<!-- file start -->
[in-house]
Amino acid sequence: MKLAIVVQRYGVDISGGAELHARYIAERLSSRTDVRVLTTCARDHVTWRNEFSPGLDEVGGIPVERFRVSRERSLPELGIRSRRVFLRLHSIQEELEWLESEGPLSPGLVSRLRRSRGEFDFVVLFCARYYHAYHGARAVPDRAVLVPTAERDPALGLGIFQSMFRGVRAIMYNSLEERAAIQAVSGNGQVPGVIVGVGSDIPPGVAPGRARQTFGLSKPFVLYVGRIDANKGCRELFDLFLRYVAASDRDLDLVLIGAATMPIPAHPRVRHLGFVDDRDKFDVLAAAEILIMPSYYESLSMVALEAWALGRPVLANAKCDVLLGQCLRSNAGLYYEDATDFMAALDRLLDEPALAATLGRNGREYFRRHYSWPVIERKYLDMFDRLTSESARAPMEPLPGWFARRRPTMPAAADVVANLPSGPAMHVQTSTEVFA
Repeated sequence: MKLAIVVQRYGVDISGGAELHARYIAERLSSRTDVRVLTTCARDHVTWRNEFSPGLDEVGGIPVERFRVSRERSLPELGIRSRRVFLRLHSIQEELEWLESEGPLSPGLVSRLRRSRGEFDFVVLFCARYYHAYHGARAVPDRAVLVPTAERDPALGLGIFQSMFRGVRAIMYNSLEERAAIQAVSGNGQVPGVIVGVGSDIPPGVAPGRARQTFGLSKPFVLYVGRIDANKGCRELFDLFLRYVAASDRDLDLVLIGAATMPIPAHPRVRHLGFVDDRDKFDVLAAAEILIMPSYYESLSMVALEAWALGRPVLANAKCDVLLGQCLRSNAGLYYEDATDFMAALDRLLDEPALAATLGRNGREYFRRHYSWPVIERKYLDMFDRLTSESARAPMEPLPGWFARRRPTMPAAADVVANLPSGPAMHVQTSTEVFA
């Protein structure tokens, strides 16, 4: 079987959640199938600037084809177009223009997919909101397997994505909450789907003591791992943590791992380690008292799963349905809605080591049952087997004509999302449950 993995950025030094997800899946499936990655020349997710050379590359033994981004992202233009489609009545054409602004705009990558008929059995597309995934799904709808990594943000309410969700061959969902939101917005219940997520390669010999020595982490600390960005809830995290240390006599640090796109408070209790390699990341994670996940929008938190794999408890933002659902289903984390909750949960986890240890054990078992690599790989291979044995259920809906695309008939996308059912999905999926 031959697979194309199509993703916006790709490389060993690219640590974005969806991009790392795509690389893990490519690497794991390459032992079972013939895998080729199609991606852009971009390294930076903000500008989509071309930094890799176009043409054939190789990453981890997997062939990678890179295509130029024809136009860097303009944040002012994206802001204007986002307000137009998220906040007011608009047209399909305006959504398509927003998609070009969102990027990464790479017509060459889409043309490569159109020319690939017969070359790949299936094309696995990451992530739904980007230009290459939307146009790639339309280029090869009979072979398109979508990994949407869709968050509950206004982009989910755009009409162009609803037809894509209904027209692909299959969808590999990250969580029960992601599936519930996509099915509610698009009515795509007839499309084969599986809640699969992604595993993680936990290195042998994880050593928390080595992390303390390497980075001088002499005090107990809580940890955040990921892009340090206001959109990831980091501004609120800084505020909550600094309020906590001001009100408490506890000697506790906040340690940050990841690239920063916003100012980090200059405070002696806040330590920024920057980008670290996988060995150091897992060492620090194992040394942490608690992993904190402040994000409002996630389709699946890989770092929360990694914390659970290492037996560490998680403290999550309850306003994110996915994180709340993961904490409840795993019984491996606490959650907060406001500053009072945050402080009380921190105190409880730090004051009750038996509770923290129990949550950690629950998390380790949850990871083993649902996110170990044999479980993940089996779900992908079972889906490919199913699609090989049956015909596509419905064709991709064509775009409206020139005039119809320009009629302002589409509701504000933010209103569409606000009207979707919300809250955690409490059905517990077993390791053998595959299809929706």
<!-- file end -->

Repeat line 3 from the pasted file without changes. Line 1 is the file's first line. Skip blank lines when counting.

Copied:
Repeated sequence: MKLAIVVQRYGVDISGGAELHARYIAERLSSRTDVRVLTTCARDHVTWRNEFSPGLDEVGGIPVERFRVSRERSLPELGIRSRRVFLRLHSIQEELEWLESEGPLSPGLVSRLRRSRGEFDFVVLFCARYYHAYHGARAVPDRAVLVPTAERDPALGLGIFQSMFRGVRAIMYNSLEERAAIQAVSGNGQVPGVIVGVGSDIPPGVAPGRARQTFGLSKPFVLYVGRIDANKGCRELFDLFLRYVAASDRDLDLVLIGAATMPIPAHPRVRHLGFVDDRDKFDVLAAAEILIMPSYYESLSMVALEAWALGRPVLANAKCDVLLGQCLRSNAGLYYEDATDFMAALDRLLDEPALAATLGRNGREYFRRHYSWPVIERKYLDMFDRLTSESARAPMEPLPGWFARRRPTMPAAADVVANLPSGPAMHVQTSTEVFA